I have written before about my passion for sharing the anatomy behind the poses with my students. As I’ve spent more time studying anatomy, I’ve uncovered lots of little (but really BIG) things that can make or break the practice. One of the most basic revelations (aided by my studying the writings and videos of fabulous teacher, Jill Miller of Yoga Tune Up) is that the best position for the shoulders is slightly down the back and this shoulder position is greatly enhanced by having our palms face forward (as in Anatomical Position- see my earlier post).
But we need to realize that interestingly enough, the hands actually face DOWN when we are in many, many poses we take all the time. ( Downward Facing Dog, anyone?) So, this automatically puts us in a tough spot when we are trying to keep the shoulders in that nice, healthy position.
Think about this. If you’re reading this while sitting, you are most likely sitting with a bit of a hunch in your shoulders. We do it all the time. If you’re not sitting, move to a sitting position. Let your shoulders relax forward. Turn your hands down (as if you were typing at the computer). Notice how the shoulders roll inward. This is basically “internal rotation” and it’s the role of one of the rotator cuff muscles, the Subscapularis:
If you look at this picture, you’ll see the Subscapularis sits “inside” your shoulder blade. I like to say it’s viewed as if you were looking at someone from the front and using your “X Ray vision” to see “inside” them. As you face them, you’d be looking “through” their chest and there, inside the shoulder blade, sits this muscle. Because it attaches to your humerus (upper arm bone) it creates that “curled in” or “hunched” effect when we sit and let our shoulders roll inward.
When we take poses on our hands, like Downward Dog and Crow, the same thing can happen. We can hunch. To make matters worse, we’re putting weight on our hands so we’ve “upped the ante” so to speak in terms of the risk of hunching. If you’ve ever tried Crow Pose with the idea of “fighting the hunch,” it’s hard! You have to push the floor away and lift the head a little bit, or you’ll just drag yourself right into the hunch!
So, what are we to do? Well, we have to combat the internal rotators, like the Subscapularis, with another muscle. A muscle that “does the opposite.” And that muscle, another part of the Rotator Cuff muscle group is called the Teres Minor:
Just to orient you, we’re now looking at the BACK of a person, not the front, as we were in our view of the Subscapularis. So, as we look at the back, we can see the Teres Minor, just like the Subscapularis, attaches to the humerus but it starts on the scapula or shoulder blade itself, specifically the lateral border. So, when it contracts or shortens, it will roll the shoulder blade OPEN versus creating that hunching shape. You can think of the Teres Minor at work in poses like Fish:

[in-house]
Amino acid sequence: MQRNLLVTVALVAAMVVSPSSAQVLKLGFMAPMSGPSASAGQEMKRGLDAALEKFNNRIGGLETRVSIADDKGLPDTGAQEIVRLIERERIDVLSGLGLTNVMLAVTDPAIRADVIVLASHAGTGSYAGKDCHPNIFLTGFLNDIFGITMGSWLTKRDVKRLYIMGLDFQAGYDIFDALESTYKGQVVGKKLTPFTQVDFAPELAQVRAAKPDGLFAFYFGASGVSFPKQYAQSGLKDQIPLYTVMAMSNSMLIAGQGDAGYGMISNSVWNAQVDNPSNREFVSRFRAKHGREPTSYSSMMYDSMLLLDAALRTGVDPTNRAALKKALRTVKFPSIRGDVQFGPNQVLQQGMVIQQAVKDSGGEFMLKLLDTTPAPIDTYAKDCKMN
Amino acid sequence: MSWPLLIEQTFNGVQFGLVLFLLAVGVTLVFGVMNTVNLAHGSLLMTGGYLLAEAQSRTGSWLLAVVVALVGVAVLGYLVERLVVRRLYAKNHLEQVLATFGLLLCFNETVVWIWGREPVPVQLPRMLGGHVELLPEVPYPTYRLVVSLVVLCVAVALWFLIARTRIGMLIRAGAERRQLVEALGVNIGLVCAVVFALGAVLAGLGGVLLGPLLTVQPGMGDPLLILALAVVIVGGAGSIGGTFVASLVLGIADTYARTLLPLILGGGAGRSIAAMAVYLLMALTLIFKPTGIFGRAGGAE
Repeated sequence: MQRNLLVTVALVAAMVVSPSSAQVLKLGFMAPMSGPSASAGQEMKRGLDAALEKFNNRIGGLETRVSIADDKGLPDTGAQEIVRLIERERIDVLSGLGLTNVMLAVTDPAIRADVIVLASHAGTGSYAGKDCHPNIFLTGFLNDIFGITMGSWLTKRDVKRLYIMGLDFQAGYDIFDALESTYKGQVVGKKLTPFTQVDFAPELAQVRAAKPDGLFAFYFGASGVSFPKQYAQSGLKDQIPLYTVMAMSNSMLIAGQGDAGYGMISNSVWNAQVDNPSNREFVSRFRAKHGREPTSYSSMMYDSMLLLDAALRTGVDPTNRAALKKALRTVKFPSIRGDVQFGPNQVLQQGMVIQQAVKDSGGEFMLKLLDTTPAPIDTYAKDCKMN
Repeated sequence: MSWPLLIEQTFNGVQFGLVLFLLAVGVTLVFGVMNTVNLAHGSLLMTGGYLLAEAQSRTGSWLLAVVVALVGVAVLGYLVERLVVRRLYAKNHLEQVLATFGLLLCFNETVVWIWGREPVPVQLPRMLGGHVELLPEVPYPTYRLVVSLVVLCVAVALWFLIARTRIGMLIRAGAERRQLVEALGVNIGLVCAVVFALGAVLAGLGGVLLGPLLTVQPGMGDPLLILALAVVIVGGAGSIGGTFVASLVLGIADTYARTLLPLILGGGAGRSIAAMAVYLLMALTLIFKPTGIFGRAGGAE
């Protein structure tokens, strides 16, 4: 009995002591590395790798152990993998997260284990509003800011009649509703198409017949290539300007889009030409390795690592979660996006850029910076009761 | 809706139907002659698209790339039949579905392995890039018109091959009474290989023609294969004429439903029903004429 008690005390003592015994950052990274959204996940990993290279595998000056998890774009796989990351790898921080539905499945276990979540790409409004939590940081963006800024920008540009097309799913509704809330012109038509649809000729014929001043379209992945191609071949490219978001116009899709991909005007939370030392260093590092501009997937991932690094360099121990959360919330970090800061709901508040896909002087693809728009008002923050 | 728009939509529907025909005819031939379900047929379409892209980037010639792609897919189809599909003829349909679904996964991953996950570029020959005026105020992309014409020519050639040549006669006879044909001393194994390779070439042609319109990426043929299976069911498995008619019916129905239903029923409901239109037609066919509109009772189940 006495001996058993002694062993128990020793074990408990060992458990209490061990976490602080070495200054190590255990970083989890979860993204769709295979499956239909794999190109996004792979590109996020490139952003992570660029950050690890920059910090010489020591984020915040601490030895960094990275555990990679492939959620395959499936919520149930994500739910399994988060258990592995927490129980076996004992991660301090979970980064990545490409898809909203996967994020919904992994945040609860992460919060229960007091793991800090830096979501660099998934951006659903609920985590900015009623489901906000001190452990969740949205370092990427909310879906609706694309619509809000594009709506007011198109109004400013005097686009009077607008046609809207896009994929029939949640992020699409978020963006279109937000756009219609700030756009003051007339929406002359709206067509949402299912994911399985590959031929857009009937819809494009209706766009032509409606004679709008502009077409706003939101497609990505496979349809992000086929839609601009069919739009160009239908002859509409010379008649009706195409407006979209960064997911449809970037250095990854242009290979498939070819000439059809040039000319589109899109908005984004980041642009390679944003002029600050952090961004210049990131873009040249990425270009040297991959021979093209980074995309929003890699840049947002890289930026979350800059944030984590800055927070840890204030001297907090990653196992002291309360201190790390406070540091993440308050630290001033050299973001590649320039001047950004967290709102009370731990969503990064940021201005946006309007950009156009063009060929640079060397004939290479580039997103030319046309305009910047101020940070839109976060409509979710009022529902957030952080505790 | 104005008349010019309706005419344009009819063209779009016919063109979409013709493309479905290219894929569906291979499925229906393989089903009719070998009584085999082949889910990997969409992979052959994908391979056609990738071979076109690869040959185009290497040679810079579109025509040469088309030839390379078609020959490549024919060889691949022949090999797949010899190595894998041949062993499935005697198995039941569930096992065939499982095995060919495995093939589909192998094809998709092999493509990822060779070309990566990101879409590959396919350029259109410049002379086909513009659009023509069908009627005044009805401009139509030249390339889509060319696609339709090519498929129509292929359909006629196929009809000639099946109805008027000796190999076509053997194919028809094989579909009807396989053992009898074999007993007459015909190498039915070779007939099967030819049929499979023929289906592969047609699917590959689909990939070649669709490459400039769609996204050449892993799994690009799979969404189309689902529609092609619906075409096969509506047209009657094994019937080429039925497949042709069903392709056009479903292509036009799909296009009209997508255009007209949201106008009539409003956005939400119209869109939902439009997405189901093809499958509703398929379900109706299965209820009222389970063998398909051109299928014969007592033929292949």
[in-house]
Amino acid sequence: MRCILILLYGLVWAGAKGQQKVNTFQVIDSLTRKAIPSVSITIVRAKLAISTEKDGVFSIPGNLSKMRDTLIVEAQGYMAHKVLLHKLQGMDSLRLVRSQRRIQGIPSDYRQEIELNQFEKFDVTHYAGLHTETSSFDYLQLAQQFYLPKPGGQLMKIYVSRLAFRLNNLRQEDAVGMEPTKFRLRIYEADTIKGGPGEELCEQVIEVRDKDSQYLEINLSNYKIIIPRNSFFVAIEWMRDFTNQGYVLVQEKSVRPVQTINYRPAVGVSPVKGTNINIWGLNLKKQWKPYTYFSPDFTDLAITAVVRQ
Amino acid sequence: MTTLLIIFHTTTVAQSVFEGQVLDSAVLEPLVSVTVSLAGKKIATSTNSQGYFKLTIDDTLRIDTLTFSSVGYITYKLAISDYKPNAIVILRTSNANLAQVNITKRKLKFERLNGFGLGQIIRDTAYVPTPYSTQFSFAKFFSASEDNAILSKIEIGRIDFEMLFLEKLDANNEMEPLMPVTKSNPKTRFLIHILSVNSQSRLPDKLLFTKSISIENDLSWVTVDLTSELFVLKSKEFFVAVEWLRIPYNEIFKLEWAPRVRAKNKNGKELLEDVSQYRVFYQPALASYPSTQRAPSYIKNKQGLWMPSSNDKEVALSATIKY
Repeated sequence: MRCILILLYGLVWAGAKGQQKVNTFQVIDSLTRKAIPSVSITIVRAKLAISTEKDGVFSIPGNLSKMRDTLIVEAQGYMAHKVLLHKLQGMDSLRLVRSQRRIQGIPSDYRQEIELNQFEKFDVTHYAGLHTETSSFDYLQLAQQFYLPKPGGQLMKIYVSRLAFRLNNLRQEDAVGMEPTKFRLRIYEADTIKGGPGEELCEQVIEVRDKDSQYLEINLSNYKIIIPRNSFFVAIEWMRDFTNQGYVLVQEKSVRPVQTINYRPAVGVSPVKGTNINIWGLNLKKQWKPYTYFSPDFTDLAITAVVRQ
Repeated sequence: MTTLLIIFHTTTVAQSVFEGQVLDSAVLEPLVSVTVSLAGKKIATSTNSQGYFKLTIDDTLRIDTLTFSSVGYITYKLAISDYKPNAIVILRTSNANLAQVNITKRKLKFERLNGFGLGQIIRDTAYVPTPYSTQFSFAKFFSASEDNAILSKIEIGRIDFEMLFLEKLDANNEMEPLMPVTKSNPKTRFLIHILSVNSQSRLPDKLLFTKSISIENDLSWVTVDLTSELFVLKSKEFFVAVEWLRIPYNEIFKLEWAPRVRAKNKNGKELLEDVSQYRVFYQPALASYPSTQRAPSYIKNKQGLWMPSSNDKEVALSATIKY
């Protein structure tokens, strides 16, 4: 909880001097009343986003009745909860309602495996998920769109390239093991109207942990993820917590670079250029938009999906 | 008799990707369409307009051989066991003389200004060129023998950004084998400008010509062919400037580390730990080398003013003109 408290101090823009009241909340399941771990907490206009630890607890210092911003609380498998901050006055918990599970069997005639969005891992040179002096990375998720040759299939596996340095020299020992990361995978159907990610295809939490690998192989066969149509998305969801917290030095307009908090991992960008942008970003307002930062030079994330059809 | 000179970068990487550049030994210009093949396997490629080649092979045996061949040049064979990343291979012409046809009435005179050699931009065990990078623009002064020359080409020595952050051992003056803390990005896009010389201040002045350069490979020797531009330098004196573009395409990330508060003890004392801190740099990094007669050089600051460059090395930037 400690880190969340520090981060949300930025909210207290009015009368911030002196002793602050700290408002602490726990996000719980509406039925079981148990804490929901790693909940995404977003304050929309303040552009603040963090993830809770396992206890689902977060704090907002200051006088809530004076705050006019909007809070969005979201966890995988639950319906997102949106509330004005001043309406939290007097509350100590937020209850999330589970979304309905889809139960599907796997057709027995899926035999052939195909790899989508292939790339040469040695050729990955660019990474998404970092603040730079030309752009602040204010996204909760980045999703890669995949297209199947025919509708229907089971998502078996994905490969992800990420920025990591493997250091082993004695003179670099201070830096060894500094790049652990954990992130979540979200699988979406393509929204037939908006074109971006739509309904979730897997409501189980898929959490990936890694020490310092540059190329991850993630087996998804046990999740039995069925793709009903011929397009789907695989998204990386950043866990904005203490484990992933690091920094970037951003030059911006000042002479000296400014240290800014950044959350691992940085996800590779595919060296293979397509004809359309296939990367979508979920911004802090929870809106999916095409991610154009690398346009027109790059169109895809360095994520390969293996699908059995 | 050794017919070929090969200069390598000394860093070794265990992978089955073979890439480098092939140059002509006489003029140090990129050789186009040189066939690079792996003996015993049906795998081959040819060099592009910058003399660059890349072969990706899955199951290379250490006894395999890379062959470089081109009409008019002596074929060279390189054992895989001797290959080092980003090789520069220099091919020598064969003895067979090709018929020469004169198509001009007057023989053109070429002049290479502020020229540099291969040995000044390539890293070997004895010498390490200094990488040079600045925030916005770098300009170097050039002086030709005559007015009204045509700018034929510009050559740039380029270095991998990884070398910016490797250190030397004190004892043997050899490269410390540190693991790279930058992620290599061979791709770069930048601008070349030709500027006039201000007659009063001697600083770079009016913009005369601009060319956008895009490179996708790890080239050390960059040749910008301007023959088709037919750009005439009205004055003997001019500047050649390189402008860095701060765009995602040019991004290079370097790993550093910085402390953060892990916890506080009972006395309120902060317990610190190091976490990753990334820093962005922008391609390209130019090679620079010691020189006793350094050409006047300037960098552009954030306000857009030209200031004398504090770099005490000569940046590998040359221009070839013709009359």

There’s certainly no hunching in this one!
So, let’s go back to our original premise. The shoulders are best when they are slightly down the back (not shoved, not forced). We know hunching is a pretty unhealthy shape for the upper body and now we know we want to use more of our Teres Minor muscle instead of our Subscapularis in order to “erase the hunch.” So, how can we tap into this muscle in poses like Downward Dog and Crow, for instance?
We have to create a little external rotation in the shoulders even though our hands are facing down. Now that we know the the Teres Minor connects the humerus to the scapula, we need to move our humerus somewhat, in order to activate this muscle.
Try this: Come onto your hands and knees. Look at your upper arm bones. Roll the inner eyes of the elbows forward. As you do this, you will literally SEE your upper arm bones roll outward. If you do it and focus on the shoulder blades, you’ll feel them move slightly down your back instead of up towards your ears. THIS IS EXTERNAL ROTATION and it’s the job, in part, of the Teres Minor. When I share this with students before class and then we take that first Downward Dog, I can see them working with the action and it’s so cool! I love seeing my students put the anatomy into action and making it work for them.
The next time you come into Downward Dog, think “inner eyes of the elbows forward” and see how it feels. If you couple that with a slight bend in the knees and a push off the floor, you’ll activate your triceps to lengthen the arms, the teres minor to open the shoulders and you’ll get great access to your spine because your knees are not locked.